Eplasty. 2023 Jul 20;23:e43. eCollection 2023.
BACKGROUND: Tracheostomy has been proposed for patients with expected prolonged intubation. This study aims to determine the outcomes of tracheostomy on patients with burn inhalation injuries requiring mechanical ventilation.
METHODS: This study is a retrospective review from 2011 to 2019. Inclusion criteria were recording of inhalation injury, ventilator support (at least 24 hours), and total body surface area of <15%. The patients were stratified into 2 groups: tracheostomy (group 1) versus no tracheostomy (group 2). The outcome measures were in-hospital mortality rate, hospital length of stay, intensive care unit length of stay, ventilator days, and ventilator- associated pneumonia (VAP).
RESULTS: A total of 33 burn patients met our inclusion criteria. Group 1 consisted of 10 patients and group 2 of 23 patients. There was no statistically significant difference in terms of percent total body surface area. There was a higher intensive care unit length of stay at 23.8 days in group 1 compared with 3.16 days in group 2, a higher hospital length of stay at 28.4 days in group 1 compared with 5.26 days in group 2, and higher ventilator days in group 1 with 20.8 days compared with 2.5 days in group 2. There was no statistically significant difference between the 2 groups in terms of mortality. The incidence of VAP was also significantly higher in group 1 than in group 2.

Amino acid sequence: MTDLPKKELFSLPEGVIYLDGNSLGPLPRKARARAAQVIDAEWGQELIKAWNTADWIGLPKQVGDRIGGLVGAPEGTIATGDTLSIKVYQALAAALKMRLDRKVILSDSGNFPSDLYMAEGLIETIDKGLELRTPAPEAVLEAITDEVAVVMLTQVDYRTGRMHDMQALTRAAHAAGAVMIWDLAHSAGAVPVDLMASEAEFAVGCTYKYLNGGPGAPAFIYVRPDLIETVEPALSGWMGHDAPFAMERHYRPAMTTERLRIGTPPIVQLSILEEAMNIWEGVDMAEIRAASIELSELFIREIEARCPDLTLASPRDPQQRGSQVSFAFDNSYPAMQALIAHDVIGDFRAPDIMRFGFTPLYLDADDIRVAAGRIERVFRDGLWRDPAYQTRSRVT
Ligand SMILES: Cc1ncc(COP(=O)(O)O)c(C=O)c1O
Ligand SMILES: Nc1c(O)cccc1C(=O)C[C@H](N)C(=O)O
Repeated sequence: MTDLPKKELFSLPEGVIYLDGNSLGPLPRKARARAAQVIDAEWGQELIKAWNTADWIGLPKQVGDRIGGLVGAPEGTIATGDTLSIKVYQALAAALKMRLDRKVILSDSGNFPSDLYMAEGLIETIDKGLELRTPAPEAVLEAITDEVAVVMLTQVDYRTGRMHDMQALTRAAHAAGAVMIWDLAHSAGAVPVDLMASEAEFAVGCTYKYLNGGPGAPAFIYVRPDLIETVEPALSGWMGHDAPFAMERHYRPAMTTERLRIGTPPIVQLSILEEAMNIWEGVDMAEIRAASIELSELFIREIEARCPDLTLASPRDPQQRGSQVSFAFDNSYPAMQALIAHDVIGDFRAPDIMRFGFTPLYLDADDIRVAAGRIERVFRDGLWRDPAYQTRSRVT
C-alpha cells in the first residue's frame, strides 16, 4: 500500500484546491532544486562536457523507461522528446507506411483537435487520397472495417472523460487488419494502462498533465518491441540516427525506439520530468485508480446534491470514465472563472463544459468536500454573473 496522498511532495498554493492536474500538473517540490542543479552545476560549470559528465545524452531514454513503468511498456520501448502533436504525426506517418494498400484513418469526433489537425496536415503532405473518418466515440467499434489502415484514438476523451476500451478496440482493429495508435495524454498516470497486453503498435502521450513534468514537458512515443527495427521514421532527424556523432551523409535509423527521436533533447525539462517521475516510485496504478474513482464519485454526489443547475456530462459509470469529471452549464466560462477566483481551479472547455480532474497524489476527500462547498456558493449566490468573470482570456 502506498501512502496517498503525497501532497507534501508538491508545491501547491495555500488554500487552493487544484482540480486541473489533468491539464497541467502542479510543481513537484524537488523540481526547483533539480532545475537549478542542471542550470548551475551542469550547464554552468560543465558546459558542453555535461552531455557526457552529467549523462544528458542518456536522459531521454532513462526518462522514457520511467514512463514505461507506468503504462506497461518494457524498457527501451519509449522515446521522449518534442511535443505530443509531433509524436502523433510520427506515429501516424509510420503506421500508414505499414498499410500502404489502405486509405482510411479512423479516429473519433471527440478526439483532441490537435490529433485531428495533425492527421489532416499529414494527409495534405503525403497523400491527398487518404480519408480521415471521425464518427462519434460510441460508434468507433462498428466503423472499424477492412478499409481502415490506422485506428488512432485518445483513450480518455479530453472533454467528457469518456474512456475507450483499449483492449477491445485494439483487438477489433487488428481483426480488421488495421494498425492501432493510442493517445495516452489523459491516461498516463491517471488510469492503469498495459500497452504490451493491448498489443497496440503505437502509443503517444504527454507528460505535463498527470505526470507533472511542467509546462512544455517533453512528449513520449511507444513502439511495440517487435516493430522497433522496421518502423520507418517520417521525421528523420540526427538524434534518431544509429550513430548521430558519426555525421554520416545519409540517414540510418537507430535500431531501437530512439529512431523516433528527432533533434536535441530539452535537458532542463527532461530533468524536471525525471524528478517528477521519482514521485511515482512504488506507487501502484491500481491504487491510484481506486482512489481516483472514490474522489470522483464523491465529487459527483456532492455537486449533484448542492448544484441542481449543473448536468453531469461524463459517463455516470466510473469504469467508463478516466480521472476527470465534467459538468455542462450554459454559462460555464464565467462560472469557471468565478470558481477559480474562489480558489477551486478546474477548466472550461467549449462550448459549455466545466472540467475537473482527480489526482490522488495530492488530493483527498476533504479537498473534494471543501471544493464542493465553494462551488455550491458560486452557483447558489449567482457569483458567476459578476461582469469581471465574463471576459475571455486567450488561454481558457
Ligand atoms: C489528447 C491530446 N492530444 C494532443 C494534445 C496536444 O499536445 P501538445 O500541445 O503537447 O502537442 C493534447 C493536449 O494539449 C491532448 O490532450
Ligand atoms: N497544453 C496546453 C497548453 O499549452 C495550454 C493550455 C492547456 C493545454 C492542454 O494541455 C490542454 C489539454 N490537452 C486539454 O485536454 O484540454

CONCLUSIONS: The ideal timing and implementation of tracheostomy with inhalation injury has yet to be determined. In this study, tracheostomy was associated with much longer lengths of stay and pneumonia. The impact of the underlying lung injury versus the tracheostomy itself on these observations is unclear. The challenge of characterizing the severity of an inhalation injury based on early visual inspection remains.